In January 2004, Calandra resigned from Marketwatch after an internal probe into his trading activities that followed an SEC request for data on personal stock trades and e-mail messages. A year later, the SEC accused him of "scalping": selling stocks shortly after his investment newsletter's positive recommendations of the stocks caused their prices to rise, without disclosing the sales. In 2005, Calandra settled the charges, without admitting or denying the allegations.
The SEC said that "[...] Calandra made over $400,000 in illegal profits through a practice known as "scalping" — buying shares of thinly-traded, small-cap companies, writing highly favorable newsletter profiles recommending the companies to his newsletter subscribers, and then selling the majority of his shares when the increased demand generated by his favorable columns drove up the stock price."
The SEC said that from March to December 2003, Calandra made over $400,000 through buying shares of 23 different small-cap stocks while writing favorable newsletter profiles recommending the stocks, and then selling the his shares after the stocks rose after his columns were published. The SEC also accused Calandra of failing to disclose that he was compensated from a stock promoter affiliated with two companies that he profiled.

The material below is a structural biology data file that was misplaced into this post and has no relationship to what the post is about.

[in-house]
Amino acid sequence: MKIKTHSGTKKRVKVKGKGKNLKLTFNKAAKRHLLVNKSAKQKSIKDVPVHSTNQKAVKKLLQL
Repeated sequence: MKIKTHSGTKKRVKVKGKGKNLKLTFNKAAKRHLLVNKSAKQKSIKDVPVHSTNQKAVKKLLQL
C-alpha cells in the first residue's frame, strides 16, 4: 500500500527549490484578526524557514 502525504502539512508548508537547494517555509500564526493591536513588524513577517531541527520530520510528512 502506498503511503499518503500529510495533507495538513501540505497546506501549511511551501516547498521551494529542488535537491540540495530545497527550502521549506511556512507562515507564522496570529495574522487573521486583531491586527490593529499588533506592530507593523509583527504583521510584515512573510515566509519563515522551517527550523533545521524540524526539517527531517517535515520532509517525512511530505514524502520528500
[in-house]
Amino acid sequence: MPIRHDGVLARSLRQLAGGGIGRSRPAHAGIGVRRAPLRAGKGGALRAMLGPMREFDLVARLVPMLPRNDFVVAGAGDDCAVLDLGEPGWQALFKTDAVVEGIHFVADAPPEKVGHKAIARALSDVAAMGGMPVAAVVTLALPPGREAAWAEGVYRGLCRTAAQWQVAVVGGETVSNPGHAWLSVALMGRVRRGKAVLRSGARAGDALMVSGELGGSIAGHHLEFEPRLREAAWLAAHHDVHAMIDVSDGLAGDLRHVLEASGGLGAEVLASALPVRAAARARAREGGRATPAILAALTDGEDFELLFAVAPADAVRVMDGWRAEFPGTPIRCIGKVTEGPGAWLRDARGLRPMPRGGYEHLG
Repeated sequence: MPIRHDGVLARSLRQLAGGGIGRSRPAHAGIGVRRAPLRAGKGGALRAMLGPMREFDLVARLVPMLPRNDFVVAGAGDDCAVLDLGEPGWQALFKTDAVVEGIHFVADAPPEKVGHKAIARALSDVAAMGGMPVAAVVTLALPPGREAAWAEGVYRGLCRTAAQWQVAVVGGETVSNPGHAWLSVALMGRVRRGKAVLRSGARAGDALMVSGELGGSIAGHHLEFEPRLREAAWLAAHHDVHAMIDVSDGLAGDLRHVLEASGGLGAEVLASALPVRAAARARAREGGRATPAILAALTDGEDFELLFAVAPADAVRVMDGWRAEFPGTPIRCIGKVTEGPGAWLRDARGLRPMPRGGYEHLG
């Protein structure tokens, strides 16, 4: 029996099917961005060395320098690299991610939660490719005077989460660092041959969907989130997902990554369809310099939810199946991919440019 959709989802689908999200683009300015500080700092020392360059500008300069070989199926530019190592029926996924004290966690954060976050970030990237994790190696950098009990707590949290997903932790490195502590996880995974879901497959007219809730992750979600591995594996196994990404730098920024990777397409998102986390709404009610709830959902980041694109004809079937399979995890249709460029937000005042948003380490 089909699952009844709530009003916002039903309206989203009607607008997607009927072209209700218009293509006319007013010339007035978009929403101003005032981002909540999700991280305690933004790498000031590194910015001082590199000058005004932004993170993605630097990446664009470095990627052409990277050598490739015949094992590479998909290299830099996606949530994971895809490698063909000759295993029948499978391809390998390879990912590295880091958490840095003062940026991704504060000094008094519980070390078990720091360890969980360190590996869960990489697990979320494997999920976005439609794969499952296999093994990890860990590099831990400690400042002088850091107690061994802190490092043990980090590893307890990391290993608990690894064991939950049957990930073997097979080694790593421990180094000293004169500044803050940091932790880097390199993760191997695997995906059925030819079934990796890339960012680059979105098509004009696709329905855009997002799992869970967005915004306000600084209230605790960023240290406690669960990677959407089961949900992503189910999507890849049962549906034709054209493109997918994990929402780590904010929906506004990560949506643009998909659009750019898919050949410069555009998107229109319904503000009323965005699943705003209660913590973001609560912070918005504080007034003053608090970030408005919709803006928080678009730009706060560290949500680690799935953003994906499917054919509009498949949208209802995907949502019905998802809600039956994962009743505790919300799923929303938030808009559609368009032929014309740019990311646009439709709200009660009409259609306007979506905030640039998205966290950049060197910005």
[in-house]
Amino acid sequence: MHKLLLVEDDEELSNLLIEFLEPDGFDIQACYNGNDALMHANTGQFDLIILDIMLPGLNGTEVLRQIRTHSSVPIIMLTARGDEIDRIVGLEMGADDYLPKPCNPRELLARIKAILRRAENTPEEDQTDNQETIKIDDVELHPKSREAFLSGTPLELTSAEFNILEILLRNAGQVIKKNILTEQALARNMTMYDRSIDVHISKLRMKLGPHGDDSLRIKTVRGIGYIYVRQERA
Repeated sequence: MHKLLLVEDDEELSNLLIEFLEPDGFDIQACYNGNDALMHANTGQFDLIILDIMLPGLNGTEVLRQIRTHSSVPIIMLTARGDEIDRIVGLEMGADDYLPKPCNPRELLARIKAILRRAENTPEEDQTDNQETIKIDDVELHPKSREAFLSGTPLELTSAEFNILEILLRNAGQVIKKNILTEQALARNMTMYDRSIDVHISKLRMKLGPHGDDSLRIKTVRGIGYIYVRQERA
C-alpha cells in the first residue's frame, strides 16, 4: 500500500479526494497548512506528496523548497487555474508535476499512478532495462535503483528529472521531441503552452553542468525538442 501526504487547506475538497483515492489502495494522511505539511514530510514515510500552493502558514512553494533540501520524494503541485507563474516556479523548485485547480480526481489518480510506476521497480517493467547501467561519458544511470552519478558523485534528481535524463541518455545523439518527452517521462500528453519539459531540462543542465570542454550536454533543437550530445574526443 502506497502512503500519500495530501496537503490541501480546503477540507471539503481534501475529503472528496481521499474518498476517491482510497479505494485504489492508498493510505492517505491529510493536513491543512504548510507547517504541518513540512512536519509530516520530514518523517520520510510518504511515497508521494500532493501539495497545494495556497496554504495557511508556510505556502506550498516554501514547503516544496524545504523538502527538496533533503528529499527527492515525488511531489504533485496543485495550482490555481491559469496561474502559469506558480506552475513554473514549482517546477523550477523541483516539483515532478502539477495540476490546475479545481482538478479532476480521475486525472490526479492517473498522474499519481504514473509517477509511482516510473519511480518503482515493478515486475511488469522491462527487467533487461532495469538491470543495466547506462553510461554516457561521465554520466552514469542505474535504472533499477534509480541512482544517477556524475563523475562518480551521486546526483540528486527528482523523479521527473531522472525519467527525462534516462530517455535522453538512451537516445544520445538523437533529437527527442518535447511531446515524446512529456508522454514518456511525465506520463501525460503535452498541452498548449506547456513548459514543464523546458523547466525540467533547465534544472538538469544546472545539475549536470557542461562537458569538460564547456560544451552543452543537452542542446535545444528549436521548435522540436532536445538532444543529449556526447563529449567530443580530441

"In addition to his scalping transactions, Calandra received undisclosed consideration in the form of substantially-discounted stock from two companies that he profiled in TCR (The Calandra Report), Goldmarca and IMC Ventures. Calandra purchased discounted shares in Goldmarca and IMC Ventures from a Canadian stock promoter that Calandra knew was associated with both companies. On October 28, 2003, Calandra purchased 155,000 shares of Goldmarca at $0.23 per share, a 39% discount from the market price of $0.38 per share. Similarly, he purchased 70,000 shares of IMC Ventures on the same day, at the discounted price of $0.37 per share, a 59% discount off of the company's market price of $0.91 per share.
Calandra then provided the companies with positive publicity in TCR. He wrote on multiple occasions about both Goldmarca and IMC Ventures, but never disclosed his receipt of discounted shares to his readers.
Calandra sold the majority of his shares of Goldmarca and IMC Ventures immediately after touting the companies in TCR, making total profits of $52,022.75 and $61,496, respectively."  
The SEC said in a statement that Calandra "betrayed his readers' trust" by using his newsletter to engage in trading profits. "Calandra's readers were entitled to know about his trading activity, so that they could evaluate the credibility and impartiality of Calandra's investment advice for themselves," SEC District Administrator Helane Morrison said in a statement.